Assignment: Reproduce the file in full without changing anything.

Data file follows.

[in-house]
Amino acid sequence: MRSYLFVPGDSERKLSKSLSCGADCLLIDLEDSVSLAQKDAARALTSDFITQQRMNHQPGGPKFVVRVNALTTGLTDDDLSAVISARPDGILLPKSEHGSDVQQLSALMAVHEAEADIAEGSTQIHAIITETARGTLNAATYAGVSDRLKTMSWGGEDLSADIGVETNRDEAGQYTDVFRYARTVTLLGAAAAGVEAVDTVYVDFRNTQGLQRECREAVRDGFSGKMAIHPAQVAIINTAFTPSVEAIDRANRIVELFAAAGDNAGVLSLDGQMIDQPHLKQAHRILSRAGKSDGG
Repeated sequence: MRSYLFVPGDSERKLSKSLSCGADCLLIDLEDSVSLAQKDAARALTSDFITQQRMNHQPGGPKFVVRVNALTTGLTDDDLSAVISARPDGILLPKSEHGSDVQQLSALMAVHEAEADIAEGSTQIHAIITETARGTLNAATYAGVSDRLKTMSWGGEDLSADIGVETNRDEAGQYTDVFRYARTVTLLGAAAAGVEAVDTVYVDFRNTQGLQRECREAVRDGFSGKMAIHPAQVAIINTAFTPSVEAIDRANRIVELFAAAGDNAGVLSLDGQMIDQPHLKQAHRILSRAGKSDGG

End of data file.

[in-house]
Amino acid sequence: MRSYLFVPGDSERKLSKSLSCGADCLLIDLEDSVSLAQKDAARALTSDFITQQRMNHQPGGPKFVVRVNALTTGLTDDDLSAVISARPDGILLPKSEHGSDVQQLSALMAVHEAEADIAEGSTQIHAIITETARGTLNAATYAGVSDRLKTMSWGGEDLSADIGVETNRDEAGQYTDVFRYARTVTLLGAAAAGVEAVDTVYVDFRNTQGLQRECREAVRDGFSGKMAIHPAQVAIINTAFTPSVEAIDRANRIVELFAAAGDNAGVLSLDGQMIDQPHLKQAHRILSRAGKSDGG
Repeated sequence: MRSYLFVPGDSERKLSKSLSCGADCLLIDLEDSVSLAQKDAARALTSDFITQQRMNHQPGGPKFVVRVNALTTGLTDDDLSAVISARPDGILLPKSEHGSDVQQLSALMAVHEAEADIAEGSTQIHAIITETARGTLNAATYAGVSDRLKTMSWGGEDLSADIGVETNRDEAGQYTDVFRYARTVTLLGAAAAGVEAVDTVYVDFRNTQGLQRECREAVRDGFSGKMAIHPAQVAIINTAFTPSVEAIDRANRIVELFAAAGDNAGVLSLDGQMIDQPHLKQAHRILSRAGKSDGG